Books I Love

File my reading habits under A for Avid. Or maybe it's I for Intermittent. I love to read, but I need a book I can commit to; a book that will pull me into it quickly before I drift into worrying about work or unwashed dishes.

My favourite novels seem to have a few recurrent themes. Many have a strong political streak, and are either about electoral politics or address major political issues. I notice that many of the books I admire most are stories that weave together multiple perspectives on colonialism. I also love to read books about the techie world, though I fear this genre is being so heavily promoted that it now includes a lot of junk. And then there are my residual categories: books by gay men, and straight women. What's that about?


coverThe Map of Love

by Ahdaf Soueif

This is an absorbing multi-generational romance with strong political overtones. The contemporary story focuses on two cousins, one American and one Egyptian, and their efforts at reconstructing their family history. The back story is the turn-of-the-century tale of their grandmother, an Englishwoman who falls in love with an Egyptian. The stories of both generations provide a window on the overarching history of Anglo-American imperialism in Egypt. Nominated for a Booker prize.



Thank You for Smoking

by Christopher Buckley

Who thought the tobacco lobby could make you laugh? Big Tobacco and the anti-smoking movement both take their share of ridicule as we follow the misadventures of the tobacco industry's chief lobbyist. Along with his buddies, the lobbyists for the gun and alcohol lobbies, he's part of the MOD Squad, as in Merchants of Death. Ignore the two-dimensional love interest and you'll be able to delight in the rest of the book.


The dirty truth

Let me start by begging you to buy any of these titles (or other books) from your local independent bookstore. Living in a city where virtually every independent bookstore has been driven under by the Book Behemoth, I can't tell you how much I miss going into the kind of real live bookbuying environment that Amazon et. al hope to put out of business.

That said, if you are forced into the cruel world of the megastore, and decide to buy a book online, I will get a little kickback from each purchase you make through this page. All you have to do is click one of the links on this page.

Support your Local Independent Bookseller!

Some of my favourites are:

Bailey/Coy Books in Seattle.

Pages in Toronto.

The Harvard Bookstore in Cambridge, MA.

Powell's in Portland, OR.

Foyle's in London (just don't let the nice manager talk you into buying the novel that turns out to be a vegetarian manifesto.)


How it works

I bet you're feeling pretty impressed by all the graphics and hyperlinks on this page. That's right, every one of these books is hyperlinked directly to Amazon.

That link will take you directly to the book's page on Amazon's site. Add the book to your basket immediately (you can always delete it later). If you browse around a bit before adding the book to the basket, I lose the kickback that Amazon gives me for directing you to your site. And of course I will use those kickbacks to buy educational books that let me finish my dissertation and publish it as best-selling book in which I will personally thank you so that you can point out your name when you take a date to the bookstore.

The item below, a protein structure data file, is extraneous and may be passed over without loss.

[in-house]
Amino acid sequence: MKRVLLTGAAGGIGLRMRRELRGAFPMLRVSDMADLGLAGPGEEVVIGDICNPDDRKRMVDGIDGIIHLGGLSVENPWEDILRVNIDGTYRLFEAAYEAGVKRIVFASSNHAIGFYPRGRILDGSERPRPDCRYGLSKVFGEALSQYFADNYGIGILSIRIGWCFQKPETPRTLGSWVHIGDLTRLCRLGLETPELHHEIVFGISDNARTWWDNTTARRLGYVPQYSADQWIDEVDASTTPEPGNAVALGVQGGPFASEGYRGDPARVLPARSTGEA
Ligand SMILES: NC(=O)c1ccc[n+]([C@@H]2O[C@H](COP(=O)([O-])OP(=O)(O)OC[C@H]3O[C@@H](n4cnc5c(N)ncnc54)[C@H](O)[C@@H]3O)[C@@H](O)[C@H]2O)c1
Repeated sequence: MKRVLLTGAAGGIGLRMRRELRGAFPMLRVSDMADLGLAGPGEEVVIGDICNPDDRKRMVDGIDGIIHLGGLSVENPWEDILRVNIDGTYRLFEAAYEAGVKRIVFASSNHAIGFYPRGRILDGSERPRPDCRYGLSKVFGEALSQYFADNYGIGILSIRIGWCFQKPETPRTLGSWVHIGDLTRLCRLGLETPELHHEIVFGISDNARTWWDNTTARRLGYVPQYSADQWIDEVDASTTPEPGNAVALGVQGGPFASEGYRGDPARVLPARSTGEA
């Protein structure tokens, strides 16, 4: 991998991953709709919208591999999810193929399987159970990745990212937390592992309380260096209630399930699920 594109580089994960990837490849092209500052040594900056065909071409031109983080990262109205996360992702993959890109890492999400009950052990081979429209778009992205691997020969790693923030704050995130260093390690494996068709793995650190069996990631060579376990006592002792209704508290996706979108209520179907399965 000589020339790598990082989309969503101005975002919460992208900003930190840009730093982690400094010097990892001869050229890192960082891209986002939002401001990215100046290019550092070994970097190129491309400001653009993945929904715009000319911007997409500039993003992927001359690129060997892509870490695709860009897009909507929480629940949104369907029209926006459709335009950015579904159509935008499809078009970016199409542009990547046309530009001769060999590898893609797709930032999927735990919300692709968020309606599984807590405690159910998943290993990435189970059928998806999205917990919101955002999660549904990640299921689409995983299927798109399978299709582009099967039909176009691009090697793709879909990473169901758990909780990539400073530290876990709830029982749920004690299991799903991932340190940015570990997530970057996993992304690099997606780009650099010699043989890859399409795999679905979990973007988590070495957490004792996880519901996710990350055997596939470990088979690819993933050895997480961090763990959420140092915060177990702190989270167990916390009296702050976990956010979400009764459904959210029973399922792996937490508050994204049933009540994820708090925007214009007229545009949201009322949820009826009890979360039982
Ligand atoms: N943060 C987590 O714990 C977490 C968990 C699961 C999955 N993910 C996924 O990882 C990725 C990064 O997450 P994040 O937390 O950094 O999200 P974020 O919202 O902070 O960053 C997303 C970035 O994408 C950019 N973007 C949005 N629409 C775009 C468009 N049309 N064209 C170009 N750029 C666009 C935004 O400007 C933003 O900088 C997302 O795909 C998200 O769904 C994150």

The Man of the House

by Stephen McCauley



I feel like McCauley is my gay alter ego. Each of his four novels seems to address some issue I'm currently mulling over. I can only conclude that's he's just enough ahead of me to digest his crises and turn them into novels, in time for me to read during my crises. Best of all, he has a wonderful sense of humour. "The Man..." had me giggling out loud long before it reduced me to cathartic tears. McCauley's best, along with "The Object of my Affection" (yes, it was made into a movie.)



English Passengers

by Matthew Kneale

This Booker nominee should have beaten Atwood's "The Blind Assassin". It weaves together the stories of aboriginal people and colonists in Tasmania, and shows the corrosive impact of colonization on everyone involved. It takes a little while to grab your attention, but becomes a real page-turner.



coverThe Hours

by Michael Cunningham



I discovered Cunningham's first novel, "A Home at the End of the World", thanks to Michael at Bailey/Coy books in Seattle. The Hours is an homage to Virginia Woolf's "Mrs. Dalloway" that intertwines Woolf's own life with two contemporary American stories. We used an excerpt in our wedding ceremony. It's a beautiful and moving book; but Cunningham's first novel ("A Home..") may be more absorbing.

The House of Mirth

by Edith Wharton

You know how reading Jane Austen makes you want to shake the protagonist, and tell her to just be direct with the guy? In Edith Wharton's world, most coverpeople are direct, but the women are still trapped by the social conventions of upper class New York society. Lily Bart, the heroine of the House of Mirth, is caught between the dilemmas of class and poverty: shuttling between the houses of various wealthy friends, can she bring herself to marry into a home of her own? Wharton's quirky characters and gossipy storylines make her my favourite writer; but there is a big drop in quality when you move into her more obscure work. "The House.." is one of her greatest books, though also the most dramatically anti-Semitic. It certainly gives me insight into why my grandmother (one generation removed from Wharton's world) hated admitting that she was Jewish.



Crossing the River

by Caryl Phillips